The early editions were held in the last weeks of December and ended in the first week of January in order to coincide with the Christmas-New Year holidays. However, in the late nineties, the fair was moved to mid-January to coincide with the Pongal festive season.

Recent editions[edit]

The 24th Chennai Book Fair experienced a spurt in the number of Tamil language publishers the majar role played by the then President Chandrasekar Higginbothams, Secretary Alliance Sreenivasan and the then committee members. Of the 180 publication houses who participated in the book fair, 80 were Tamil publication houses, a remarkable increase since the 23rd fair in which there was only one stall devoted to Tamil publications.[7] The book fair celebrated its silver jubilee in 2002 coinciding with the 50th anniversary celebrations of BAPASI. The fair was held for 15 days instead of the usual 11-day affair.[8] The 26th book fair was held between January 9 and January 19, 2003 and had a total of about 272 stalls.[9] 300,000 people visited the 26th book fair.[10] The revenue was estimated to over Rs. 6 crores.[10] The 27th book fair, inaugurated by the then Tamil Nadu Education Minister N. Semmalai and held between January 9 and January 19, 2004, had over 310 stalls, including 10 stalls allotted for state government departments, with over 200 publishers from all over India participating in it.[10] The 28th book fair was inaugurated by Chennai mayor S. P. Thiagarajan on January 7, 2005.[11][12] The 29th book fair was inaugurated on January 6, 2006 by K. Kalimthu, Speaker of Tamil Nadu Legislative Assembly and was made of 375 stalls. The fair lasted till the 16th of January.[13] In 2007, due to traffic congestion and the need for more space for the stalls,[14] the venue for the annual book fair was changed from Quaid-e-Milleth Women's College to St. George' School in Kilpauk.[15] The 2007 book fair had a total of 474 stalls.[14] and for the first time, featured works of the Tamil Nadu Chief Minister, M. Karunanidhi, on an extensive scale.[16] Over 600,000 people visited the 30th book fair.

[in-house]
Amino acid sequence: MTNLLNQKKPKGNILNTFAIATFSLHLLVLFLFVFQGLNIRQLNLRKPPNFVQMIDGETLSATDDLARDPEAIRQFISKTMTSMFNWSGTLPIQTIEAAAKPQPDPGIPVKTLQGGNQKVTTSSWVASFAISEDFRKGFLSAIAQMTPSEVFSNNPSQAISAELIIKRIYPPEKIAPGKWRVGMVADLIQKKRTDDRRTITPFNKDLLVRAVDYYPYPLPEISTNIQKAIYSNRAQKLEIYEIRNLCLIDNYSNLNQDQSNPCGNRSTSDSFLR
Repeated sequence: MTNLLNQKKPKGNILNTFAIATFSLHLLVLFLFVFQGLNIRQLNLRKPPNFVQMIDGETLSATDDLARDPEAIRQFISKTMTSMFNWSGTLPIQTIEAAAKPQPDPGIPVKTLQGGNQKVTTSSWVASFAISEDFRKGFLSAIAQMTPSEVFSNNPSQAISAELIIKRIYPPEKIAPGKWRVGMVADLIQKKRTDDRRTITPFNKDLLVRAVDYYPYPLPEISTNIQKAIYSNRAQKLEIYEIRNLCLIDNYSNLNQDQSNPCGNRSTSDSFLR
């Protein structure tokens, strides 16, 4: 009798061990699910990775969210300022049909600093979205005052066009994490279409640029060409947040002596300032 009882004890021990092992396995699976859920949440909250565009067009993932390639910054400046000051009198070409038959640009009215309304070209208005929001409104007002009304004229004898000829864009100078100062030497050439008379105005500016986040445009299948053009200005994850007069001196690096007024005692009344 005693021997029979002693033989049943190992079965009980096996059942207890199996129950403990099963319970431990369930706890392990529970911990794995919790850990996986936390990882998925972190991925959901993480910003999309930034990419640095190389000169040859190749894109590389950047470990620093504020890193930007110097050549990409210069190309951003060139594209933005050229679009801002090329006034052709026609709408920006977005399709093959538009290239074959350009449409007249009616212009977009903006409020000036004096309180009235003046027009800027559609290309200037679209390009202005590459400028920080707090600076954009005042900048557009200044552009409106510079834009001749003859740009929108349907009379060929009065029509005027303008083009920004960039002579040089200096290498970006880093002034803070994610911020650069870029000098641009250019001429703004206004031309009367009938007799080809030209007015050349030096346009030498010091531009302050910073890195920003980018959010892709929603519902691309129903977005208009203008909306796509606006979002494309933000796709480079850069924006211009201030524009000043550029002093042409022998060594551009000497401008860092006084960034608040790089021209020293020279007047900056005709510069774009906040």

Year Edition Venue Area Number of stalls Participants Visitors Days held Revenue
1976 1 Madrasa-I-Azam school 22
2001 24 Quaid-e-Milleth Women's College 180 11 days
2002 25 Quaid-e-Milleth Women's College 15 days
2003 26 Quaid-e-Milleth Women's College 272 300,000 9–19 January (11 days) 60 million
2004 27 Quaid-e-Milleth Women's College 310 200 540,000 9–19 January (11 days)